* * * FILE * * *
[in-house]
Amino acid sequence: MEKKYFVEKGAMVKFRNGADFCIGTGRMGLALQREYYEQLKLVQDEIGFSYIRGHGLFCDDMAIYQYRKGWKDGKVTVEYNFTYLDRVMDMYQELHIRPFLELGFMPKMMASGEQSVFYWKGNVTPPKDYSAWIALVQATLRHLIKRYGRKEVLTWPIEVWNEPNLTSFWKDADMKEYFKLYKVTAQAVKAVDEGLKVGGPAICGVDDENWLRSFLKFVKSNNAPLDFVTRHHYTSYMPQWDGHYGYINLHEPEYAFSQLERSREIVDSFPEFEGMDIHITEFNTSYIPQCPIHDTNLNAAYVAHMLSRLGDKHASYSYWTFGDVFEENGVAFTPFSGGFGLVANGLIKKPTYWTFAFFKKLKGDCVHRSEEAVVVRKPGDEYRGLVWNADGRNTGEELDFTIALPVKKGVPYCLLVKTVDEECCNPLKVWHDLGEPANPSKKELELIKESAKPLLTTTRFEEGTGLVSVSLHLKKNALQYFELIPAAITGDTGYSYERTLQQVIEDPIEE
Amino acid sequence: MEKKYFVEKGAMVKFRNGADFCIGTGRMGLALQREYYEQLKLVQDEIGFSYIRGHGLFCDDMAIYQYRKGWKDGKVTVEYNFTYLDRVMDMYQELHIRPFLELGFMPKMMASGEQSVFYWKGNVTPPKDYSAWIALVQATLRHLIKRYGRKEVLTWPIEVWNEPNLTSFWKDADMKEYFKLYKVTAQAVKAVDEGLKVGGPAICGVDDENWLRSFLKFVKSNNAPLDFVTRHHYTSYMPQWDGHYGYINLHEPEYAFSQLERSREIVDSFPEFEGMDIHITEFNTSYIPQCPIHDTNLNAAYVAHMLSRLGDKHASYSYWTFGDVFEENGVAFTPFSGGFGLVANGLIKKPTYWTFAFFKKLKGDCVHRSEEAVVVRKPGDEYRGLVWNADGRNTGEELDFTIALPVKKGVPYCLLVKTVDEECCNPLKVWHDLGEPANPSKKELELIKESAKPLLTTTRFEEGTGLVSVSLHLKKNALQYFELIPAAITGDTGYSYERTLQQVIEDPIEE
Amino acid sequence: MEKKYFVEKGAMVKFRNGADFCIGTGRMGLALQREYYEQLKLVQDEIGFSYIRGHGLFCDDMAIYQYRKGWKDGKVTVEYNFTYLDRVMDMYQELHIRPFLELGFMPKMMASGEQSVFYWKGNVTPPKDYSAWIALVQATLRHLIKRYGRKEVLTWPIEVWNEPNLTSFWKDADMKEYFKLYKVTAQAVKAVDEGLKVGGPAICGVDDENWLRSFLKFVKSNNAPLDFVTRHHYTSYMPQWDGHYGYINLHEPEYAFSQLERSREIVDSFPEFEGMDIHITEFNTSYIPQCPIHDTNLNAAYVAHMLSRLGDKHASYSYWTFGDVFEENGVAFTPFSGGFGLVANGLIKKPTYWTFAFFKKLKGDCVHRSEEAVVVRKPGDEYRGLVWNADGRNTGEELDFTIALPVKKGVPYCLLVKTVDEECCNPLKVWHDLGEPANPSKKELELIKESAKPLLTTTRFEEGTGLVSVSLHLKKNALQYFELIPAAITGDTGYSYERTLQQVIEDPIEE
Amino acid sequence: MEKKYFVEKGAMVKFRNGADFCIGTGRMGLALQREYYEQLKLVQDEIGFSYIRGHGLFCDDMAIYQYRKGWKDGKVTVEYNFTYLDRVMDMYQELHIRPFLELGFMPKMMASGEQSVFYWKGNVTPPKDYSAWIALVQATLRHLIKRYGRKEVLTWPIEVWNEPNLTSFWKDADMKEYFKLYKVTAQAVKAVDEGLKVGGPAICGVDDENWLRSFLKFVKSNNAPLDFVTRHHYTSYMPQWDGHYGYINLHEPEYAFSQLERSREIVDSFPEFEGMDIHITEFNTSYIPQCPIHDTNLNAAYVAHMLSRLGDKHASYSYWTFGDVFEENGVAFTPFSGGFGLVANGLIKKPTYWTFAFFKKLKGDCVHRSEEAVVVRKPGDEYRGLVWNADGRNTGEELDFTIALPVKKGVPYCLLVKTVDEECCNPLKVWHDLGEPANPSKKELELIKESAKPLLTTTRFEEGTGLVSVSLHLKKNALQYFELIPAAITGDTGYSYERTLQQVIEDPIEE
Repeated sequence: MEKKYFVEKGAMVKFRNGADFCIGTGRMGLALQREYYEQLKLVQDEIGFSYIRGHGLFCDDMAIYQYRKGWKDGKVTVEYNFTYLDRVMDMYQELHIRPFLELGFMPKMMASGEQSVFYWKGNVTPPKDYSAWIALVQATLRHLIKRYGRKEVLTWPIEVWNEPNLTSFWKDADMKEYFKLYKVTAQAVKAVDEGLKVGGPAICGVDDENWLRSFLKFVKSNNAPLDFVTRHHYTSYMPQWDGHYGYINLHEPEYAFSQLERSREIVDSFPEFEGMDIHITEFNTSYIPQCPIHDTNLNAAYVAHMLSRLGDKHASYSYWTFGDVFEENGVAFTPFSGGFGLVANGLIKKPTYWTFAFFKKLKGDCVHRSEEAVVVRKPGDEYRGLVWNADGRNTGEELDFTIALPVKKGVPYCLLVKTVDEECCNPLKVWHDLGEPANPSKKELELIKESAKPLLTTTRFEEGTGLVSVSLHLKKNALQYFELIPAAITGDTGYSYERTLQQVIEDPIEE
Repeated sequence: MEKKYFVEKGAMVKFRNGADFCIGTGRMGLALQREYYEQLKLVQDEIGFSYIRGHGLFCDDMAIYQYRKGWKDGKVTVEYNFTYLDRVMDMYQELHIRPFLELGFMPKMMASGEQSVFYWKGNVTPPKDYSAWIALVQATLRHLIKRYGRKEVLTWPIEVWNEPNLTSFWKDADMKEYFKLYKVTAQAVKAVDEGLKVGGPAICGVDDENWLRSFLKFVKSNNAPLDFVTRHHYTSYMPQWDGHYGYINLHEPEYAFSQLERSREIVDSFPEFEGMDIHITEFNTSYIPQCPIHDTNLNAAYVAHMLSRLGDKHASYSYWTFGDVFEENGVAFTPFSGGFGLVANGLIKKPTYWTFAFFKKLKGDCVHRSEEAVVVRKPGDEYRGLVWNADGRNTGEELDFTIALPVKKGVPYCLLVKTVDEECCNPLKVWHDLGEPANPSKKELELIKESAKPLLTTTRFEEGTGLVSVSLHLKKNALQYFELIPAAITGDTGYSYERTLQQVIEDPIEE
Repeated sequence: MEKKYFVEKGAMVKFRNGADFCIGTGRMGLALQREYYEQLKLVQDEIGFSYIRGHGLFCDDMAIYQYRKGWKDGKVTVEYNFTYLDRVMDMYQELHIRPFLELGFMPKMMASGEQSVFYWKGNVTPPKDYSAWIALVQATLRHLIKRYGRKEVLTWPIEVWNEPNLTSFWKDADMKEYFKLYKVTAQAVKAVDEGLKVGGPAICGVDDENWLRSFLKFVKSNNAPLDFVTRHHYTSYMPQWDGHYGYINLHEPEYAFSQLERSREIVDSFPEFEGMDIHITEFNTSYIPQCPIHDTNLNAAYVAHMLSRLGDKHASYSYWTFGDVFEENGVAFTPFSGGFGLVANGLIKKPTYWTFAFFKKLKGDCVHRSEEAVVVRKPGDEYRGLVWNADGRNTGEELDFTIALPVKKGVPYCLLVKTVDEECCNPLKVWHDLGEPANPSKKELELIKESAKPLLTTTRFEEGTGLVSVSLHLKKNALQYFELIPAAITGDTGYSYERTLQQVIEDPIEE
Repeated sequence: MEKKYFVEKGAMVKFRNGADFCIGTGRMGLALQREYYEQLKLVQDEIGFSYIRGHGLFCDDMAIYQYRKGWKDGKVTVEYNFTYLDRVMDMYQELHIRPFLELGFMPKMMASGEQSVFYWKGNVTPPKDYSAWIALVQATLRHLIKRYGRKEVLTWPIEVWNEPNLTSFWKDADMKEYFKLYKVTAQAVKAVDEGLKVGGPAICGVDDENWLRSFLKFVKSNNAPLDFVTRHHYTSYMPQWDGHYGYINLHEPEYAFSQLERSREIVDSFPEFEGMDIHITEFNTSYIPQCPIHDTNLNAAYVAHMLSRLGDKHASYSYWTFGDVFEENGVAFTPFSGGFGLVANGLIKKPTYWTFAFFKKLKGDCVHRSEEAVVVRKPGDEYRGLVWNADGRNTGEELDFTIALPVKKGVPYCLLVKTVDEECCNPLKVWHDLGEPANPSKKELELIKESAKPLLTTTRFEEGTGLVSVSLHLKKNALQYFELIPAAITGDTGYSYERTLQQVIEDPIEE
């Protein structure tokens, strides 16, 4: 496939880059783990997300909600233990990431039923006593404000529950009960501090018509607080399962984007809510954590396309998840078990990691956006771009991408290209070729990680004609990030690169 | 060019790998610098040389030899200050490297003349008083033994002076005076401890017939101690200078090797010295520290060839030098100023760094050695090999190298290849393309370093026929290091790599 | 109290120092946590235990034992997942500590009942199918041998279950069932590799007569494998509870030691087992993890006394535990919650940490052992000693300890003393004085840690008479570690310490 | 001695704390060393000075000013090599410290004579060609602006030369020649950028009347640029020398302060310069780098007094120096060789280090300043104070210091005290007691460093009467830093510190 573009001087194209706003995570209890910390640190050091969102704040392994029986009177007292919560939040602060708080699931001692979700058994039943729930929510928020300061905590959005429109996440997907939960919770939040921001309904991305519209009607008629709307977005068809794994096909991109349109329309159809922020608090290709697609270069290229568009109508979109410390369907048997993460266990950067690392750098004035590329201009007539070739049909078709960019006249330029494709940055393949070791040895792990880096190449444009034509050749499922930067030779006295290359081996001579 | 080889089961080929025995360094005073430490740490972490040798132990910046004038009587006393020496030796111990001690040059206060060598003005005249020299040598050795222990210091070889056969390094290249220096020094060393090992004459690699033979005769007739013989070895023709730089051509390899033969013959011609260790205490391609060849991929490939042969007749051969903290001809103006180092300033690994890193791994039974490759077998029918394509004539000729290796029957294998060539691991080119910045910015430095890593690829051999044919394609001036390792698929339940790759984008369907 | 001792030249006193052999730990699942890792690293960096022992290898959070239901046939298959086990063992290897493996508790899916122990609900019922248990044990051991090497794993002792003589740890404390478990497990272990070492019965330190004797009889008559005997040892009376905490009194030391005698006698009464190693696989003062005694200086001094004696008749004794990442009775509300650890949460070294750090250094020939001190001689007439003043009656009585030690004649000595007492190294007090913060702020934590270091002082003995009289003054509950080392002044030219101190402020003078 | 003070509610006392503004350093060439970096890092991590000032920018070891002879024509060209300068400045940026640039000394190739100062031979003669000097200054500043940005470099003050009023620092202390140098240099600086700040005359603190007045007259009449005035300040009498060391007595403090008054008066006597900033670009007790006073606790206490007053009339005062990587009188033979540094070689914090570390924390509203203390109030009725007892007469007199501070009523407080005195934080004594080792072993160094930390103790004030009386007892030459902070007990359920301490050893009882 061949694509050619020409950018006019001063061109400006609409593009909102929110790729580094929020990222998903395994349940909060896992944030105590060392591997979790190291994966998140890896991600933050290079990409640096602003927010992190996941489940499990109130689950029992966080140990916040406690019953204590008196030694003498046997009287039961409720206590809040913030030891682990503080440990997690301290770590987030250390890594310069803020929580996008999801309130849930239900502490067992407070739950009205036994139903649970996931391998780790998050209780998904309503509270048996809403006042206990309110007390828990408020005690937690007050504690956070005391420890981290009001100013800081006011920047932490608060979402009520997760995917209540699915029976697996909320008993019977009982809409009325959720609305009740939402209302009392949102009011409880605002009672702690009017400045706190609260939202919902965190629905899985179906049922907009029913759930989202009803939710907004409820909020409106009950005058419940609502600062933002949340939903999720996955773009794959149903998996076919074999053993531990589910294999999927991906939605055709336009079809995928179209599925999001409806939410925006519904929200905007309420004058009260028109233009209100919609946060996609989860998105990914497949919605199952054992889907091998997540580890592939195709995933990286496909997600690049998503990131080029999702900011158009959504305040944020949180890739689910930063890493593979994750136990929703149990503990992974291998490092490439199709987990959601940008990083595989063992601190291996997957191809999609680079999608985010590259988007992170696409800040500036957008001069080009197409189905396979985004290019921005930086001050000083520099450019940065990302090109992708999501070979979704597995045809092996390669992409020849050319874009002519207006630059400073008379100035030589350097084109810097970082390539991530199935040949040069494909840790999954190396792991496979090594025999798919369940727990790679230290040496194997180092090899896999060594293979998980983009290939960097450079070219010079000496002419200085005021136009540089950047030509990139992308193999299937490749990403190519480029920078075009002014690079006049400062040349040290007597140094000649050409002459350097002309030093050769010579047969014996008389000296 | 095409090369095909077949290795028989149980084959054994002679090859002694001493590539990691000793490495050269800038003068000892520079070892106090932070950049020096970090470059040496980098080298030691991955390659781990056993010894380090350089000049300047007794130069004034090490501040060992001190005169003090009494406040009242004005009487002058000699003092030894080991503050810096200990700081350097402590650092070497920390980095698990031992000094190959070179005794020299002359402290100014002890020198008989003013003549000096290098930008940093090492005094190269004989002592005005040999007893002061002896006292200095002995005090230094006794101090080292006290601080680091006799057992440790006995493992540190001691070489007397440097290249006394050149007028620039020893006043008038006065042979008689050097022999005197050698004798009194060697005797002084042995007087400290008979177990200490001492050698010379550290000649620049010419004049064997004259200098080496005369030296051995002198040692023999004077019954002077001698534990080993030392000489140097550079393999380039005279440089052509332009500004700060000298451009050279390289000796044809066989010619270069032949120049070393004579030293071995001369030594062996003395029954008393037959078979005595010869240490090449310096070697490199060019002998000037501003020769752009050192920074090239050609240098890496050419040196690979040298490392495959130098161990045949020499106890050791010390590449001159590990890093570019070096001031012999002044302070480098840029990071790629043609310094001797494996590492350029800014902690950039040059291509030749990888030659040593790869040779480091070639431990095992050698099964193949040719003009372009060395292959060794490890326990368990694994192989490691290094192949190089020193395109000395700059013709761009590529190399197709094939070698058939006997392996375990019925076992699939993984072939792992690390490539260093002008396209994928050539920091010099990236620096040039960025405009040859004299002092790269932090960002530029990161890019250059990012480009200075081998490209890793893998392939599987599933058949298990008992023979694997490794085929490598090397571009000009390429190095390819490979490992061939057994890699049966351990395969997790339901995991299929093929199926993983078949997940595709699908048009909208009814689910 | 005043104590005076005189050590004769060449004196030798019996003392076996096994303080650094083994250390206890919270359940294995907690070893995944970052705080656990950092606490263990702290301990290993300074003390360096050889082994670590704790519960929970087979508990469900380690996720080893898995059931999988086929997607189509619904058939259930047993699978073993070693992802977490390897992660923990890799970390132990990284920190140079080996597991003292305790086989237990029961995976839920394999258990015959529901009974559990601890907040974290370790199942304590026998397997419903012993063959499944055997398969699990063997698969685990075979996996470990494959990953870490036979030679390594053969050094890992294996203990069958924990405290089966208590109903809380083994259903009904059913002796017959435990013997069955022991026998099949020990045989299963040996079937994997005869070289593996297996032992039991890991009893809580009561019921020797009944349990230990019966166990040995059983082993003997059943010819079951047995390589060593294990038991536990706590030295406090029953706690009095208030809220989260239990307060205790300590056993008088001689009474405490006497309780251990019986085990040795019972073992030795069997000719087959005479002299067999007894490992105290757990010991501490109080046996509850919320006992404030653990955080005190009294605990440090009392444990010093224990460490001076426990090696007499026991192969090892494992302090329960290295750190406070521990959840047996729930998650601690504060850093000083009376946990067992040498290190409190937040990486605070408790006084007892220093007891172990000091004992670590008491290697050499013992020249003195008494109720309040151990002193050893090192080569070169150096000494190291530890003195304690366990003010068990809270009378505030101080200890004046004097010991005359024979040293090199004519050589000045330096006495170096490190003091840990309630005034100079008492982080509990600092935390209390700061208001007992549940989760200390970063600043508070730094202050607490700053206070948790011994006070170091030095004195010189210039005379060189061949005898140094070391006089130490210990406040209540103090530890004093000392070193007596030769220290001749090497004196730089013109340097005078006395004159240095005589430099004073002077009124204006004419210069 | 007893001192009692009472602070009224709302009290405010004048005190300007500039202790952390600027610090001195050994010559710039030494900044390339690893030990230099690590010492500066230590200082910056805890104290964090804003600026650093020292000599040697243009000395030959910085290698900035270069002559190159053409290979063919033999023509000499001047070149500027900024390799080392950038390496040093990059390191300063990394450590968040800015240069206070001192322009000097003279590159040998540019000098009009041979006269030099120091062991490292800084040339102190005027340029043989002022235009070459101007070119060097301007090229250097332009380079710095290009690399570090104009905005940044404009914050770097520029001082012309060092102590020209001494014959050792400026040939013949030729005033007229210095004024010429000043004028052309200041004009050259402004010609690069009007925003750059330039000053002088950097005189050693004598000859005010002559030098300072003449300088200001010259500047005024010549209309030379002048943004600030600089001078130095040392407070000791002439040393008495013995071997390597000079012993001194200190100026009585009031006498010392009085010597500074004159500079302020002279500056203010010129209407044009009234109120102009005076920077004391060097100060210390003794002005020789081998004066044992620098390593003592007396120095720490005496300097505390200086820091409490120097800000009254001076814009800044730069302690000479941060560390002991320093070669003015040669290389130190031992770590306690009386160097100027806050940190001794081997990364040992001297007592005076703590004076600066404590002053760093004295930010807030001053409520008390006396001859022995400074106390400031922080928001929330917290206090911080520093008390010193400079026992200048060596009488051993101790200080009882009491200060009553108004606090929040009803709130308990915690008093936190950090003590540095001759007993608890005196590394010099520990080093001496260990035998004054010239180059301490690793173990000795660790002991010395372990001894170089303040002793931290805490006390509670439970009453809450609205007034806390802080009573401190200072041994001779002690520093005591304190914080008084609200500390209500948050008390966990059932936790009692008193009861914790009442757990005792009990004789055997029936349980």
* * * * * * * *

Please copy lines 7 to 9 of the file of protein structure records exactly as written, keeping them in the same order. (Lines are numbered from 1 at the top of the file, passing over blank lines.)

Repeated sequence: MEKKYFVEKGAMVKFRNGADFCIGTGRMGLALQREYYEQLKLVQDEIGFSYIRGHGLFCDDMAIYQYRKGWKDGKVTVEYNFTYLDRVMDMYQELHIRPFLELGFMPKMMASGEQSVFYWKGNVTPPKDYSAWIALVQATLRHLIKRYGRKEVLTWPIEVWNEPNLTSFWKDADMKEYFKLYKVTAQAVKAVDEGLKVGGPAICGVDDENWLRSFLKFVKSNNAPLDFVTRHHYTSYMPQWDGHYGYINLHEPEYAFSQLERSREIVDSFPEFEGMDIHITEFNTSYIPQCPIHDTNLNAAYVAHMLSRLGDKHASYSYWTFGDVFEENGVAFTPFSGGFGLVANGLIKKPTYWTFAFFKKLKGDCVHRSEEAVVVRKPGDEYRGLVWNADGRNTGEELDFTIALPVKKGVPYCLLVKTVDEECCNPLKVWHDLGEPANPSKKELELIKESAKPLLTTTRFEEGTGLVSVSLHLKKNALQYFELIPAAITGDTGYSYERTLQQVIEDPIEE
Repeated sequence: MEKKYFVEKGAMVKFRNGADFCIGTGRMGLALQREYYEQLKLVQDEIGFSYIRGHGLFCDDMAIYQYRKGWKDGKVTVEYNFTYLDRVMDMYQELHIRPFLELGFMPKMMASGEQSVFYWKGNVTPPKDYSAWIALVQATLRHLIKRYGRKEVLTWPIEVWNEPNLTSFWKDADMKEYFKLYKVTAQAVKAVDEGLKVGGPAICGVDDENWLRSFLKFVKSNNAPLDFVTRHHYTSYMPQWDGHYGYINLHEPEYAFSQLERSREIVDSFPEFEGMDIHITEFNTSYIPQCPIHDTNLNAAYVAHMLSRLGDKHASYSYWTFGDVFEENGVAFTPFSGGFGLVANGLIKKPTYWTFAFFKKLKGDCVHRSEEAVVVRKPGDEYRGLVWNADGRNTGEELDFTIALPVKKGVPYCLLVKTVDEECCNPLKVWHDLGEPANPSKKELELIKESAKPLLTTTRFEEGTGLVSVSLHLKKNALQYFELIPAAITGDTGYSYERTLQQVIEDPIEE
Repeated sequence: MEKKYFVEKGAMVKFRNGADFCIGTGRMGLALQREYYEQLKLVQDEIGFSYIRGHGLFCDDMAIYQYRKGWKDGKVTVEYNFTYLDRVMDMYQELHIRPFLELGFMPKMMASGEQSVFYWKGNVTPPKDYSAWIALVQATLRHLIKRYGRKEVLTWPIEVWNEPNLTSFWKDADMKEYFKLYKVTAQAVKAVDEGLKVGGPAICGVDDENWLRSFLKFVKSNNAPLDFVTRHHYTSYMPQWDGHYGYINLHEPEYAFSQLERSREIVDSFPEFEGMDIHITEFNTSYIPQCPIHDTNLNAAYVAHMLSRLGDKHASYSYWTFGDVFEENGVAFTPFSGGFGLVANGLIKKPTYWTFAFFKKLKGDCVHRSEEAVVVRKPGDEYRGLVWNADGRNTGEELDFTIALPVKKGVPYCLLVKTVDEECCNPLKVWHDLGEPANPSKKELELIKESAKPLLTTTRFEEGTGLVSVSLHLKKNALQYFELIPAAITGDTGYSYERTLQQVIEDPIEE